aatmano mokshaartham jagat hitaaya cha

Swami Vivekananda set the motto of Ramakrishna Math
and Mission
“aatmano mokshaartham jagat hitaaya cha”, which means
“For one’s own liberation and the world’s welfare”.

This is a very wonderful concept. These words can be understood
from two stand points. From the stand point of the goal, this
motto indicates the symbiosis between “peace” and “prosperity”.
From the stand point of the means, this motto indicates the
symbiosis between “spirituality” and “service”.

Peace and Prosperity

Indian Philosophy defines four goals of human life, called
Purushaartha. They are
Artha – Security – What is necessary for the very survival
Kaama – Pleasure – All other pursuits
Dharma – Law – Restrictions on Artha and Kama to ensure that
they are sustainable and well distributed to everyone
Moksha – Liberation – Permanent freedom from sorrow, which can
come only through renunciation of desire

The first three – Artha, Kaama and Dharma – are together called
Hita“. They indicate sustainable and well distributed prosperity
in the society.

The last one – Moksha – indicates the unshakable internal peace
of the individual. The Upanisads and Bhagavad Gita stress time
and again the idea “tyaagainaike amrutatva maanushuhu” –
“Immortality comes to man only by renunciation”. Renunciation
means renunciation of desire for pleasure, possessions, power, etc.

Thus, Swami Vivekananda adds a clarification to these goals of life.
The clarifies that “Hita” is for the sake of the society and
“Moksha” is for the sake of the self.

The professional job we do, the wealth we earn, the charity we give, the
house we build, the food we cook, the prayer we make, the knowledge we
seek and all other pursuits should be for the prosperity of the society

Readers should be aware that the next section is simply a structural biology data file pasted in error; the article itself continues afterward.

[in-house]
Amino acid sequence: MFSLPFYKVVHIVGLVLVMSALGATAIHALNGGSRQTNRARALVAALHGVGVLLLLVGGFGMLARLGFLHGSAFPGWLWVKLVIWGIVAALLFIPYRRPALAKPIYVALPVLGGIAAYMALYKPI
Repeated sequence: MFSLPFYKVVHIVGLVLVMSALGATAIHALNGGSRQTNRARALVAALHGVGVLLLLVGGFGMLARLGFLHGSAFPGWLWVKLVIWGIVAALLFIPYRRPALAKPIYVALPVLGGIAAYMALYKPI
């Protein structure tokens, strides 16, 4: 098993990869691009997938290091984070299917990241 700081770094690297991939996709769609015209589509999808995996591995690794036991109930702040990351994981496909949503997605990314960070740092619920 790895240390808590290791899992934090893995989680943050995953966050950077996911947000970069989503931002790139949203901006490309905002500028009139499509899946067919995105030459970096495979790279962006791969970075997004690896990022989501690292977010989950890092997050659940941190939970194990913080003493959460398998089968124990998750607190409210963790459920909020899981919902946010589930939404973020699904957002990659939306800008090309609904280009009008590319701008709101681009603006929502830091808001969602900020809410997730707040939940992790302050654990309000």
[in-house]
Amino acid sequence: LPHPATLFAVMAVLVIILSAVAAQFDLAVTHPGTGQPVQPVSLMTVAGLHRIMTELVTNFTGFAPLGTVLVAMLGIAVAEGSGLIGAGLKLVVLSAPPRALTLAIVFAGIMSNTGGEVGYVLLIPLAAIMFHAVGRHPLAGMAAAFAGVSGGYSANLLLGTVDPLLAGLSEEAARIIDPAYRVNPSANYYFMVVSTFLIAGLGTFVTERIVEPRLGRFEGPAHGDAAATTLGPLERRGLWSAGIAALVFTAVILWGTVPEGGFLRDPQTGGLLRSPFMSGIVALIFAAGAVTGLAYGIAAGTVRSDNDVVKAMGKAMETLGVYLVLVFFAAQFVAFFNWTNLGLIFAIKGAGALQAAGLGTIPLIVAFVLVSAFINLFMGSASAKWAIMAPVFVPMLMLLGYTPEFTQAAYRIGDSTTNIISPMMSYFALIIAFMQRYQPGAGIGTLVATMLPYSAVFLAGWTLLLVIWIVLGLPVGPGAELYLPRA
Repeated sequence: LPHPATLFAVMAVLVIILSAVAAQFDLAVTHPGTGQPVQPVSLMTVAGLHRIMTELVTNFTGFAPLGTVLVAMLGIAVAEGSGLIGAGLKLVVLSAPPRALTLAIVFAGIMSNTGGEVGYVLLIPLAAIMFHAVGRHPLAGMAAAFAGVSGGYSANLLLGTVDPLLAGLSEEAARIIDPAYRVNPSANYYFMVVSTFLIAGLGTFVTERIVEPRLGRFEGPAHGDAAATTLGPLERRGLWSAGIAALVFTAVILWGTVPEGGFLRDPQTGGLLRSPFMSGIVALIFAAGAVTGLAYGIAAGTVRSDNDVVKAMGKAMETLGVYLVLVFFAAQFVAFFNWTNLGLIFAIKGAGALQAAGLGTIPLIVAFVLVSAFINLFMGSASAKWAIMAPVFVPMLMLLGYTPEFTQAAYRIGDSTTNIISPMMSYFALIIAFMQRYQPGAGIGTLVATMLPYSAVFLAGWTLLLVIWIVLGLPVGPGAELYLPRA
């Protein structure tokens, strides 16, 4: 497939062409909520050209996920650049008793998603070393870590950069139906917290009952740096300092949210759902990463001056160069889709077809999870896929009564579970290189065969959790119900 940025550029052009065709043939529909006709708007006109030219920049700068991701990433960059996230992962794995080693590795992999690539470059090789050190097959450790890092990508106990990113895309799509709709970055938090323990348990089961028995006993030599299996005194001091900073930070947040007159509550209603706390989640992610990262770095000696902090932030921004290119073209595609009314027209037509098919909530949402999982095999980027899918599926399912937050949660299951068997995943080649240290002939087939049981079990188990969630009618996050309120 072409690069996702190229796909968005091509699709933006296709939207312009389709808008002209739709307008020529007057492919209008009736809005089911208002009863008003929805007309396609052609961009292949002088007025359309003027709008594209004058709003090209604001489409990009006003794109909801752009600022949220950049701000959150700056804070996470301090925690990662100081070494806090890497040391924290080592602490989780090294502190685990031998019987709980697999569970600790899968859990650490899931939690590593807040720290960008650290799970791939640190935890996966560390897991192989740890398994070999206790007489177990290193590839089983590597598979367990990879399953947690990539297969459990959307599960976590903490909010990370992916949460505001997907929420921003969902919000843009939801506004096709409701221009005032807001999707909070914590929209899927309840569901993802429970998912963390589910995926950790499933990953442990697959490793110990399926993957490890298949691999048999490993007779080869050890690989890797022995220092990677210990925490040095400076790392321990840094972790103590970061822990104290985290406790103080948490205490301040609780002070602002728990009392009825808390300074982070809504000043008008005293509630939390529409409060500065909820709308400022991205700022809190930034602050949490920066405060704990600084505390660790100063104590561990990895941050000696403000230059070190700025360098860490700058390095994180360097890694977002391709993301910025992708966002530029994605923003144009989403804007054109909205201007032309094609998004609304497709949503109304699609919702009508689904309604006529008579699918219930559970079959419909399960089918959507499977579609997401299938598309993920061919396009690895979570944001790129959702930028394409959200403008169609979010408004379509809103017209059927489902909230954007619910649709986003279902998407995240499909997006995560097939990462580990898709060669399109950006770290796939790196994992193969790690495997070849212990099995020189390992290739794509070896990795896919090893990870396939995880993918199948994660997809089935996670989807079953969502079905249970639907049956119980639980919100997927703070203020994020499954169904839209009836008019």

and spiritual upliftment of ourselves. These two goals complement each
other and give the overall results.

Prosperity is an external goal for the sake of the society.
Liberation is an internal goal for the sake of the self.
Our entire life is the means to these.

Spirituality and Service

Another way to look at this is as “spirituality” and “service”. Service
to the society is the means for spiritual progess of the individual.
Spiritual progress of the individual in turn becomes the basis for his
service to the society.

The scriptures advice that spiritual knowledge should be given only to
a person who approaches reverentially and specifically for the knowledge.
Spiritual knowledge should be given only to a person who comes asking
for peace of mind. On the other hand, prosperity should be given to people
without asking. We should go voluntarily and help people to become

Social service should be rendered by going out in search of the needy,
without waiting for them to come and ask. Spiritual knowledge should be
given only to people who come in search of it.

Thus Swami Vivekananda gives a very interesting line of thought by the
words “aatmano mokshaartham jagat hitaaya cha”.

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2 Responses to aatmano mokshaartham jagat hitaaya cha

  1. Anonymous says:

    Serving the society is charity in one of it’s many forms. When we give charity, on the physical plane we would be donating material things, but on the mental plane, we are letting go our attachments to the material things. Being generous and helpful, we develop “vairaagya” which in turns leads to liberation from this body of pus & blood. Though, i am not sure of Vivekananda swami’s works, i am sure he would have emphasized on not indulging in “apaathra daanam”, which means helping the unworthy and turning them into worthless souls.